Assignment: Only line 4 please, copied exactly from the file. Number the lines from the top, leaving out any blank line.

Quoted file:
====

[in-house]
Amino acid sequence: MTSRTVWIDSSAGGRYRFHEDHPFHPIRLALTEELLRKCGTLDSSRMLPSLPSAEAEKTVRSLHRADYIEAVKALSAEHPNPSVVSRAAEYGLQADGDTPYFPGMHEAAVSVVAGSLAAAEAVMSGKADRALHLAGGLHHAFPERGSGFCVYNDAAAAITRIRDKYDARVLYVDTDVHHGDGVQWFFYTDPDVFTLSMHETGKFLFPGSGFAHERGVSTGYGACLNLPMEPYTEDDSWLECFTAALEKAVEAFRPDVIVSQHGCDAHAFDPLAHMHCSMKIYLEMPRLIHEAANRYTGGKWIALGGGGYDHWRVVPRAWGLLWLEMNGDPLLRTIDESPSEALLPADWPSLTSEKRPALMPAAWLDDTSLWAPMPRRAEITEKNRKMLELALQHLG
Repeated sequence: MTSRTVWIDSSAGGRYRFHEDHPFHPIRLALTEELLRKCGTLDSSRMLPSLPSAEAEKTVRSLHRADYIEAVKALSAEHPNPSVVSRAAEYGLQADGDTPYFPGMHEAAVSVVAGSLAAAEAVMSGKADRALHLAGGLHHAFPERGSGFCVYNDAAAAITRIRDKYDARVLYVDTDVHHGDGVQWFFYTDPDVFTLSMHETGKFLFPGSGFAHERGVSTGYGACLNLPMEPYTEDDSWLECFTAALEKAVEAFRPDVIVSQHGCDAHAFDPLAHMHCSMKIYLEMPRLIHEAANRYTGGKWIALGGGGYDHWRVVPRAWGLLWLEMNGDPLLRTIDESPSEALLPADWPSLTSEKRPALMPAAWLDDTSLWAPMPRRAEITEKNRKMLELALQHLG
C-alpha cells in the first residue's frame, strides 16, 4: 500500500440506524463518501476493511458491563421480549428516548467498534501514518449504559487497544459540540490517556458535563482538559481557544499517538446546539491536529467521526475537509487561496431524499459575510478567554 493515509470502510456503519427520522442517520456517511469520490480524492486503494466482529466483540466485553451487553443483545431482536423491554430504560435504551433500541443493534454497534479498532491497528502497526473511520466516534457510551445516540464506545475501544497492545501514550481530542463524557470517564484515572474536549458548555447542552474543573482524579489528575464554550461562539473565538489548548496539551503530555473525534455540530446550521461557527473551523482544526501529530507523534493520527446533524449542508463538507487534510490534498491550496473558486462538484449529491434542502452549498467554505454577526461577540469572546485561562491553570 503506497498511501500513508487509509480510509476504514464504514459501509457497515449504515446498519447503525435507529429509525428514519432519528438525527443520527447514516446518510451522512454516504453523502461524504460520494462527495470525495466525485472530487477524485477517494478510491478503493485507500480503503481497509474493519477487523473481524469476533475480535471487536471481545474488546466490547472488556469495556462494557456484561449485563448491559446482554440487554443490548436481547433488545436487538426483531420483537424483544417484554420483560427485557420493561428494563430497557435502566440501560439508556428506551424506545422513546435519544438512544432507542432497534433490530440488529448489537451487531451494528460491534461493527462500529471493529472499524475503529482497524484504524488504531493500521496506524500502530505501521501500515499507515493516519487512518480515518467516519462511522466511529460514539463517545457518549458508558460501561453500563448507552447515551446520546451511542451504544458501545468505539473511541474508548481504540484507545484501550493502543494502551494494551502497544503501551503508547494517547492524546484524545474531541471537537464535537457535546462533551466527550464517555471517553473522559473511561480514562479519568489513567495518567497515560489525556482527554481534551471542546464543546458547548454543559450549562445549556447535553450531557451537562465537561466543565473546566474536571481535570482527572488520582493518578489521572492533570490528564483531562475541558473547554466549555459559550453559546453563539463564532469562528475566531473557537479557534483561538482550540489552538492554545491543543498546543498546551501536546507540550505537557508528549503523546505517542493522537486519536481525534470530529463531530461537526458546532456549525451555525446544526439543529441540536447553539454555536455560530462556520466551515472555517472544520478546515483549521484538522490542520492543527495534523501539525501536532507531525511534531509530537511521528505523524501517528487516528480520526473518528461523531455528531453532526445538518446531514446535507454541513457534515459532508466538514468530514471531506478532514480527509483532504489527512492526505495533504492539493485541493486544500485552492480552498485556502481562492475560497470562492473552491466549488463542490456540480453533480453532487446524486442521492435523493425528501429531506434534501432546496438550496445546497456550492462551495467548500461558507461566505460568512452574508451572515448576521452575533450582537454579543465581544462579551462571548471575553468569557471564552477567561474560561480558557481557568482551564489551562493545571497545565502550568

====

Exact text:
C-alpha cells in the first residue's frame, strides 16, 4: 500500500440506524463518501476493511458491563421480549428516548467498534501514518449504559487497544459540540490517556458535563482538559481557544499517538446546539491536529467521526475537509487561496431524499459575510478567554 493515509470502510456503519427520522442517520456517511469520490480524492486503494466482529466483540466485553451487553443483545431482536423491554430504560435504551433500541443493534454497534479498532491497528502497526473511520466516534457510551445516540464506545475501544497492545501514550481530542463524557470517564484515572474536549458548555447542552474543573482524579489528575464554550461562539473565538489548548496539551503530555473525534455540530446550521461557527473551523482544526501529530507523534493520527446533524449542508463538507487534510490534498491550496473558486462538484449529491434542502452549498467554505454577526461577540469572546485561562491553570 503506497498511501500513508487509509480510509476504514464504514459501509457497515449504515446498519447503525435507529429509525428514519432519528438525527443520527447514516446518510451522512454516504453523502461524504460520494462527495470525495466525485472530487477524485477517494478510491478503493485507500480503503481497509474493519477487523473481524469476533475480535471487536471481545474488546466490547472488556469495556462494557456484561449485563448491559446482554440487554443490548436481547433488545436487538426483531420483537424483544417484554420483560427485557420493561428494563430497557435502566440501560439508556428506551424506545422513546435519544438512544432507542432497534433490530440488529448489537451487531451494528460491534461493527462500529471493529472499524475503529482497524484504524488504531493500521496506524500502530505501521501500515499507515493516519487512518480515518467516519462511522466511529460514539463517545457518549458508558460501561453500563448507552447515551446520546451511542451504544458501545468505539473511541474508548481504540484507545484501550493502543494502551494494551502497544503501551503508547494517547492524546484524545474531541471537537464535537457535546462533551466527550464517555471517553473522559473511561480514562479519568489513567495518567497515560489525556482527554481534551471542546464543546458547548454543559450549562445549556447535553450531557451537562465537561466543565473546566474536571481535570482527572488520582493518578489521572492533570490528564483531562475541558473547554466549555459559550453559546453563539463564532469562528475566531473557537479557534483561538482550540489552538492554545491543543498546543498546551501536546507540550505537557508528549503523546505517542493522537486519536481525534470530529463531530461537526458546532456549525451555525446544526439543529441540536447553539454555536455560530462556520466551515472555517472544520478546515483549521484538522490542520492543527495534523501539525501536532507531525511534531509530537511521528505523524501517528487516528480520526473518528461523531455528531453532526445538518446531514446535507454541513457534515459532508466538514468530514471531506478532514480527509483532504489527512492526505495533504492539493485541493486544500485552492480552498485556502481562492475560497470562492473552491466549488463542490456540480453533480453532487446524486442521492435523493425528501429531506434534501432546496438550496445546497456550492462551495467548500461558507461566505460568512452574508451572515448576521452575533450582537454579543465581544462579551462571548471575553468569557471564552477567561474560561480558557481557568482551564489551562493545571497545565502550568